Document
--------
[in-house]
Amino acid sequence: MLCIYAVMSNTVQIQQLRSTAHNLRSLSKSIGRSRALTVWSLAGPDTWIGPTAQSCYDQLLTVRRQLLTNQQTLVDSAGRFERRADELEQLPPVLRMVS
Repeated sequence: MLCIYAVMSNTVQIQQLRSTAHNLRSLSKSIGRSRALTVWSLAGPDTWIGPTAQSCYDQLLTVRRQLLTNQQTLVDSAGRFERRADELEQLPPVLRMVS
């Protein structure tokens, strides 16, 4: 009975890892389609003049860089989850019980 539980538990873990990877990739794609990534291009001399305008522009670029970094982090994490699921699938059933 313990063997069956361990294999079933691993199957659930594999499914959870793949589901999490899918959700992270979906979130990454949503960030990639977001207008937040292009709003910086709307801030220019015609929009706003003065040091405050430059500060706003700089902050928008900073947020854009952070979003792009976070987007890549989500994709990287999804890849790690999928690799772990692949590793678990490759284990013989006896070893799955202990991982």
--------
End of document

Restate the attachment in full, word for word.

[in-house]
Amino acid sequence: MLCIYAVMSNTVQIQQLRSTAHNLRSLSKSIGRSRALTVWSLAGPDTWIGPTAQSCYDQLLTVRRQLLTNQQTLVDSAGRFERRADELEQLPPVLRMVS
Repeated sequence: MLCIYAVMSNTVQIQQLRSTAHNLRSLSKSIGRSRALTVWSLAGPDTWIGPTAQSCYDQLLTVRRQLLTNQQTLVDSAGRFERRADELEQLPPVLRMVS
């Protein structure tokens, strides 16, 4: 009975890892389609003049860089989850019980 539980538990873990990877990739794609990534291009001399305008522009670029970094982090994490699921699938059933 313990063997069956361990294999079933691993199957659930594999499914959870793949589901999490899918959700992270979906979130990454949503960030990639977001207008937040292009709003910086709307801030220019015609929009706003003065040091405050430059500060706003700089902050928008900073947020854009952070979003792009976070987007890549989500994709990287999804890849790690999928690799772990692949590793678990490759284990013989006896070893799955202990991982």